A Chronology of United States–Iraqi Relations, 1920–2006


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About the Book

This volume offers an extensive chronological overview of the political, economic, and diplomatic relations between the United States and Iraq from 1920 to 2006. The beginning year of the chronicle is when the U.S. was beginning to comprehend the vital importance of Iraq’s abundant oil supplies. The work continues through several major events in U.S.-Iraqi relations, including several Iraqi coups and countercoups, the U.S. response to Iraq’s invasions of Iran and Kuwait, and each country’s actions in the first Gulf War and the current Iraq War. The overview ends in December 2006, at the news of Iraqi leader Saddam Hussein’s death and the end of the Ba’athist Party regime.

About the Author(s)

Henry E. Mattox is a retired U.S. Foreign Service officer. He is also the author of Chronology of World Terrorism, 1901–2001 (2004) and lives in Chapel Hill, North Carolina.

Bibliographic Details

Henry E. Mattox
Format: softcover (6 x 9)
Pages: 200
Bibliographic Info: 26 photos, appendices, notes, bibliography, index
Copyright Date: 2008
pISBN: 978-0-7864-3208-0
eISBN: 978-1-4766-0964-5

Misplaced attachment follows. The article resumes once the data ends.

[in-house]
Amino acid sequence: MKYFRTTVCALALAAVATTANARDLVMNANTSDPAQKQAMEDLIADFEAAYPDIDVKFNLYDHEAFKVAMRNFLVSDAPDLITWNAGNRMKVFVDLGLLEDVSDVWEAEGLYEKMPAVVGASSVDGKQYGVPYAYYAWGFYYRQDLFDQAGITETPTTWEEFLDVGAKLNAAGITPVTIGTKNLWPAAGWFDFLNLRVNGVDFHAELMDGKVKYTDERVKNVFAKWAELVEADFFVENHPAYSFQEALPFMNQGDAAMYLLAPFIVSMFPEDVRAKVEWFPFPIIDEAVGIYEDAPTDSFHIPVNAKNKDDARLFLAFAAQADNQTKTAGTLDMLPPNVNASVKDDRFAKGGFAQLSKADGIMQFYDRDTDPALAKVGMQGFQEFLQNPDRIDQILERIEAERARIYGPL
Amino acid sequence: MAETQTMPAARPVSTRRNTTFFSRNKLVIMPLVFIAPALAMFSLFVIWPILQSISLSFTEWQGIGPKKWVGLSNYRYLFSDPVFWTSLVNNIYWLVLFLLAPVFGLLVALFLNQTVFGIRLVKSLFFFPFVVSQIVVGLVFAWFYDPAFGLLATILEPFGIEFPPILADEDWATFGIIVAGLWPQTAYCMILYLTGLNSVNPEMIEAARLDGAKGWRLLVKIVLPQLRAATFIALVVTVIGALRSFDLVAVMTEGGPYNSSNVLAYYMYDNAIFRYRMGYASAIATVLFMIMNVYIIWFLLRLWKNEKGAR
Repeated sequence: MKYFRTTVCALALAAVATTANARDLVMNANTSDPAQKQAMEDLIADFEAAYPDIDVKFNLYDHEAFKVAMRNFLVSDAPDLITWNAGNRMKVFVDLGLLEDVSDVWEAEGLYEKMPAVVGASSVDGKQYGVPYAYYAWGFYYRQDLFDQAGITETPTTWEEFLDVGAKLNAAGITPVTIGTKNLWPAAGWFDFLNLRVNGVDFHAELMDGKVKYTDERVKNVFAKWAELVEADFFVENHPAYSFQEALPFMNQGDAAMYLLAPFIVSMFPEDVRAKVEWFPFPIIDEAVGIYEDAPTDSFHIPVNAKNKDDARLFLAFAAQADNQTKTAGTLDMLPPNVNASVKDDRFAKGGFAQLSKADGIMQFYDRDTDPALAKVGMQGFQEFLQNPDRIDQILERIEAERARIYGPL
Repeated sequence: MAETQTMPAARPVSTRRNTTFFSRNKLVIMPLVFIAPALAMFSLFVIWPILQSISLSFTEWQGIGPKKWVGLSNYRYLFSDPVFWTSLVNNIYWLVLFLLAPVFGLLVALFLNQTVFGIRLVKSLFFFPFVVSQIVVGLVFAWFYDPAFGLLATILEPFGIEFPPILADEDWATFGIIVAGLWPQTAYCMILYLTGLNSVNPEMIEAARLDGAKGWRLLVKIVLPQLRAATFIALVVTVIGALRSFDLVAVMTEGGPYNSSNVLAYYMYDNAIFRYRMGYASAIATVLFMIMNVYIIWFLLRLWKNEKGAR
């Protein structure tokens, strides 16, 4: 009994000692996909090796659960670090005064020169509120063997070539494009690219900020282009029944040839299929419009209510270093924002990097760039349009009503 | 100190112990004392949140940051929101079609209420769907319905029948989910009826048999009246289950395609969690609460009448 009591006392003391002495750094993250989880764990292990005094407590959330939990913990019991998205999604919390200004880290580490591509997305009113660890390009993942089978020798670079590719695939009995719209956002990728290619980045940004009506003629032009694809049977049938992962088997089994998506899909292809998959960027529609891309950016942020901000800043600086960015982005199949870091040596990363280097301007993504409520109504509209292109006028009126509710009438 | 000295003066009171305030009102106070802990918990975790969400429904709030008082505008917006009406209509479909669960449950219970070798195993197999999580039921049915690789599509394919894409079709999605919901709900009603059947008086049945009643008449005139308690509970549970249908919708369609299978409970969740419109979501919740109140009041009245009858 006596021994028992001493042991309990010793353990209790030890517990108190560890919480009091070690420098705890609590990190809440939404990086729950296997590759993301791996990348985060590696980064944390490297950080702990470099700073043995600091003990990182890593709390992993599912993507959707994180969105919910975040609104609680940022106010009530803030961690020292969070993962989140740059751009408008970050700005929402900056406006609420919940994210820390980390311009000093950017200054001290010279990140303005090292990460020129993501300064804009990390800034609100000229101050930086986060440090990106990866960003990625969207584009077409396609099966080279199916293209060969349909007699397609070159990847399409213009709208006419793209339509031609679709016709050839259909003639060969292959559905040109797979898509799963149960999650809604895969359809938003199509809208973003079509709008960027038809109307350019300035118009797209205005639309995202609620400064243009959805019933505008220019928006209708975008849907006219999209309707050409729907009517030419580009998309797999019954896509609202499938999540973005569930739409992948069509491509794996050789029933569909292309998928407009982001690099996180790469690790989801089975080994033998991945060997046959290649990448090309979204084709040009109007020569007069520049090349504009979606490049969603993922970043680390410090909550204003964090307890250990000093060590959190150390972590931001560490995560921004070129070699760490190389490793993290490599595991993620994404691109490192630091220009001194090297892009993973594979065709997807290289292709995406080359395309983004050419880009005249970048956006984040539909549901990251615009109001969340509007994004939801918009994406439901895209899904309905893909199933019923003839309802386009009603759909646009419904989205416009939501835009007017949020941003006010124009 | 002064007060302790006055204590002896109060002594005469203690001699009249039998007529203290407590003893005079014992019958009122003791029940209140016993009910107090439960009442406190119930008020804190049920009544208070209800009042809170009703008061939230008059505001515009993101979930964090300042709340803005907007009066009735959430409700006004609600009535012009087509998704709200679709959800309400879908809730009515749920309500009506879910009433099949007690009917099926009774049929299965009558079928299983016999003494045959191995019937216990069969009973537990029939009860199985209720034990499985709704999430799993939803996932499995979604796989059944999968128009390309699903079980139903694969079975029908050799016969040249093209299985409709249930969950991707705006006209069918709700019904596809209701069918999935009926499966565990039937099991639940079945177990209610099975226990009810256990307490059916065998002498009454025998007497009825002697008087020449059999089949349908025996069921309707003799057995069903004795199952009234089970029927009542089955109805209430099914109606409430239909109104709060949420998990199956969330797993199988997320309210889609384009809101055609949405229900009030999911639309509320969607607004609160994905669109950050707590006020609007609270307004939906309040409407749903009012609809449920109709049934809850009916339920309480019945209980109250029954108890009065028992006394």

Imprint: McFarland

Table of Contents

Table of Contents

Acknowledgments vii

Preface 1

Introduction 5

One: The 1920s and 1930s 9

Two: The 1940s and 1950s 22

Three: The 1960s and 1970s 43

Four: The 1980s 61

Five: 1990 Through 1994 76

Six: 1995 Through 1999 98

Seven: 2000 Through 2003 113

Eight: 2004 and 2005 133

Nine: 2006 148

Conclusion 165

Appendix I: United States Congressional Resolution on Iraq (2002) 167

Appendix II: Chronology of United Nations Security Council Resolutions on Iraq, 1974–July 2004 173

Appendix III: United Nations Security Council Resolutions on Iraq, 1996–2002 (Summary) 175

Appendix IV: The Iraq Study Group Report, 2006 (Executive Summary) 178

Bibliography 183

Index 187

Book Reviews & Awards

“thorough…a well-balanced chronology”—Booklist; “timely…detailed…an excellent chronological and historical reference book”—Reference Reviews; “highly recommended…indispensable…admirable”—American Diplomacy.